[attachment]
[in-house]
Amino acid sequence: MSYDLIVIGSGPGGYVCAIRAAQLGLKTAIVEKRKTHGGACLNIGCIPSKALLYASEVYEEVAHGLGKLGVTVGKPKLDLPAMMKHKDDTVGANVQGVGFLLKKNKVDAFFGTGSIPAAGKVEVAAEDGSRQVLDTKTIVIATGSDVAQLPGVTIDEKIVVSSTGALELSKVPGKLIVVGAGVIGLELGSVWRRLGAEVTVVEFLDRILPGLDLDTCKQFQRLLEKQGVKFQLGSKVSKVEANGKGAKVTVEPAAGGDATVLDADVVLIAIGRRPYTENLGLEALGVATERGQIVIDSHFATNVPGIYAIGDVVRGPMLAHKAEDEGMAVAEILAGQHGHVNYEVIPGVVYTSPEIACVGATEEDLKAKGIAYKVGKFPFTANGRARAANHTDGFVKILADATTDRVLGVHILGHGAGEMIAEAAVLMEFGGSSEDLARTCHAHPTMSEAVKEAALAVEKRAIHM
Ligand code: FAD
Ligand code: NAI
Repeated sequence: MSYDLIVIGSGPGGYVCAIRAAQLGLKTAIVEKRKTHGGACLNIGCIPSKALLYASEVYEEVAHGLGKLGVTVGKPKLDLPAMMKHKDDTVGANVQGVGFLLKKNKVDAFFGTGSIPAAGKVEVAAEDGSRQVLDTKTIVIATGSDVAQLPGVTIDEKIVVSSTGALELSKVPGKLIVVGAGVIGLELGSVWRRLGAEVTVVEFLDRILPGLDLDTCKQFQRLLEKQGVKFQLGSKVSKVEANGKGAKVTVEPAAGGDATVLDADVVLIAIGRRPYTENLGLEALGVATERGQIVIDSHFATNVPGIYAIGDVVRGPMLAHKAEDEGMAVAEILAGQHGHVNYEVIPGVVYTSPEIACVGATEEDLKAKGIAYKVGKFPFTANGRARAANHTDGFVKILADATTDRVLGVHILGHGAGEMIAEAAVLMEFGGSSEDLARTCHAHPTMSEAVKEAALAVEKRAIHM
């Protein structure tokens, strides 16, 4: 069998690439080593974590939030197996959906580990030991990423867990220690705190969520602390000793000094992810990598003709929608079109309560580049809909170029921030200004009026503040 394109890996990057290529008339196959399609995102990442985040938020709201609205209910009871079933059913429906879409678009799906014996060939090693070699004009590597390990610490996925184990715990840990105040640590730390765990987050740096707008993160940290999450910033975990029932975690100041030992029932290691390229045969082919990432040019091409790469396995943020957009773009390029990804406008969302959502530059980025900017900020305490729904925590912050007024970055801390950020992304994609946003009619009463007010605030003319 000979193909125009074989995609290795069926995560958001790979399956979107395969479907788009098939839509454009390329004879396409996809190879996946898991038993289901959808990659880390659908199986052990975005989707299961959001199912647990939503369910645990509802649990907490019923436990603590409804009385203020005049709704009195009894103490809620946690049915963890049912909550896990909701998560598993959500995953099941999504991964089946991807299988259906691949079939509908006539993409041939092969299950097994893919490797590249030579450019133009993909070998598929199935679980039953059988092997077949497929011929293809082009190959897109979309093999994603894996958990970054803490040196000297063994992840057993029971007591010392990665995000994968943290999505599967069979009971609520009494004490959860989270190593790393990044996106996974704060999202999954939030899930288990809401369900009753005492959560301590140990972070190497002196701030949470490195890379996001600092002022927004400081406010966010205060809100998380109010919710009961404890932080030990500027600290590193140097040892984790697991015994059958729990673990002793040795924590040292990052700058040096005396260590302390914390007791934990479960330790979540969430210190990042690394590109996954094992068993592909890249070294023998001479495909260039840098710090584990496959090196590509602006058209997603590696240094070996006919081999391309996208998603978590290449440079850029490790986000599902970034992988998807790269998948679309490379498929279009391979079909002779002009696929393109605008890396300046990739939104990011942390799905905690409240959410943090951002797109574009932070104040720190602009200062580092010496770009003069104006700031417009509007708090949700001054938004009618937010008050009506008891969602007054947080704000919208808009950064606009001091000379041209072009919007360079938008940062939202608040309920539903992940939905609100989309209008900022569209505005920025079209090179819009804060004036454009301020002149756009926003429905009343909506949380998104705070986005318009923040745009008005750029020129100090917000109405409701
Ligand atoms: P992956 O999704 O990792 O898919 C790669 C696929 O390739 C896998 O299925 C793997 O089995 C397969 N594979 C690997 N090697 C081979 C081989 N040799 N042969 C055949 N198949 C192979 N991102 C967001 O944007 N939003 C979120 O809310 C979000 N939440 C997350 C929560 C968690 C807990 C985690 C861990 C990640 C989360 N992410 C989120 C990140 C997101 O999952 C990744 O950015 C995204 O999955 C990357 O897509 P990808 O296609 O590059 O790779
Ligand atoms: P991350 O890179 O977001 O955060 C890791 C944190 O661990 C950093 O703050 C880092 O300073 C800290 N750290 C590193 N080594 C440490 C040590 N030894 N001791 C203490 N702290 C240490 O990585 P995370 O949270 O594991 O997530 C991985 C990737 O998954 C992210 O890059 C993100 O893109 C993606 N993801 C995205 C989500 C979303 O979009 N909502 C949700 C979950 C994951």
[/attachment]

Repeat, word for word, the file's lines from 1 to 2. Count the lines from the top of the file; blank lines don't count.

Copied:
[in-house]
Amino acid sequence: MSYDLIVIGSGPGGYVCAIRAAQLGLKTAIVEKRKTHGGACLNIGCIPSKALLYASEVYEEVAHGLGKLGVTVGKPKLDLPAMMKHKDDTVGANVQGVGFLLKKNKVDAFFGTGSIPAAGKVEVAAEDGSRQVLDTKTIVIATGSDVAQLPGVTIDEKIVVSSTGALELSKVPGKLIVVGAGVIGLELGSVWRRLGAEVTVVEFLDRILPGLDLDTCKQFQRLLEKQGVKFQLGSKVSKVEANGKGAKVTVEPAAGGDATVLDADVVLIAIGRRPYTENLGLEALGVATERGQIVIDSHFATNVPGIYAIGDVVRGPMLAHKAEDEGMAVAEILAGQHGHVNYEVIPGVVYTSPEIACVGATEEDLKAKGIAYKVGKFPFTANGRARAANHTDGFVKILADATTDRVLGVHILGHGAGEMIAEAAVLMEFGGSSEDLARTCHAHPTMSEAVKEAALAVEKRAIHM